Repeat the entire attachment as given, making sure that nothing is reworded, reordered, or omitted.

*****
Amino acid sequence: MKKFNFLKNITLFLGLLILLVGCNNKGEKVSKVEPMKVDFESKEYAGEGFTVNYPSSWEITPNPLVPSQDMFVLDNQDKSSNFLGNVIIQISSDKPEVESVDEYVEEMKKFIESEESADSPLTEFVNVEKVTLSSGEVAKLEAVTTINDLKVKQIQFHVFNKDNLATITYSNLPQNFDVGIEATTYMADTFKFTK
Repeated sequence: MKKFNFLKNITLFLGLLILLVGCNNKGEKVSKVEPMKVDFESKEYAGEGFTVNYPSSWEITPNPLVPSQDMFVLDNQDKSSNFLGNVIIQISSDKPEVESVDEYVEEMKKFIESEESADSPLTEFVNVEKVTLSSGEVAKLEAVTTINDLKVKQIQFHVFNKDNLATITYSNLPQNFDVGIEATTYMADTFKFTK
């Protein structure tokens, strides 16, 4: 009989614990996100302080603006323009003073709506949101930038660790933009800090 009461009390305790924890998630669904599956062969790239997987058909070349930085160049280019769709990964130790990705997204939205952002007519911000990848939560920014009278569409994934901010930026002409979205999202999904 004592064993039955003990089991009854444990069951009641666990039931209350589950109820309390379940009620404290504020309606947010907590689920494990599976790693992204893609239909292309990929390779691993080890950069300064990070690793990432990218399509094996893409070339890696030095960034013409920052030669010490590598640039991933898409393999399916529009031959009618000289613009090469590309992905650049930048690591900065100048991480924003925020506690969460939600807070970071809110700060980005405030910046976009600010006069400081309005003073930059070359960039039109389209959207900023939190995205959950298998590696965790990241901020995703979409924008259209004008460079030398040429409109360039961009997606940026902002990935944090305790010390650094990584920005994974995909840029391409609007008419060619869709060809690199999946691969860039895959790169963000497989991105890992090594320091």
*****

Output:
Amino acid sequence: MKKFNFLKNITLFLGLLILLVGCNNKGEKVSKVEPMKVDFESKEYAGEGFTVNYPSSWEITPNPLVPSQDMFVLDNQDKSSNFLGNVIIQISSDKPEVESVDEYVEEMKKFIESEESADSPLTEFVNVEKVTLSSGEVAKLEAVTTINDLKVKQIQFHVFNKDNLATITYSNLPQNFDVGIEATTYMADTFKFTK
Repeated sequence: MKKFNFLKNITLFLGLLILLVGCNNKGEKVSKVEPMKVDFESKEYAGEGFTVNYPSSWEITPNPLVPSQDMFVLDNQDKSSNFLGNVIIQISSDKPEVESVDEYVEEMKKFIESEESADSPLTEFVNVEKVTLSSGEVAKLEAVTTINDLKVKQIQFHVFNKDNLATITYSNLPQNFDVGIEATTYMADTFKFTK
């Protein structure tokens, strides 16, 4: 009989614990996100302080603006323009003073709506949101930038660790933009800090 009461009390305790924890998630669904599956062969790239997987058909070349930085160049280019769709990964130790990705997204939205952002007519911000990848939560920014009278569409994934901010930026002409979205999202999904 004592064993039955003990089991009854444990069951009641666990039931209350589950109820309390379940009620404290504020309606947010907590689920494990599976790693992204893609239909292309990929390779691993080890950069300064990070690793990432990218399509094996893409070339890696030095960034013409920052030669010490590598640039991933898409393999399916529009031959009618000289613009090469590309992905650049930048690591900065100048991480924003925020506690969460939600807070970071809110700060980005405030910046976009600010006069400081309005003073930059070359960039039109389209959207900023939190995205959950298998590696965790990241901020995703979409924008259209004008460079030398040429409109360039961009997606940026902002990935944090305790010390650094990584920005994974995909840029391409609007008419060619869709060809690199999946691969860039895959790169963000497989991105890992090594320091």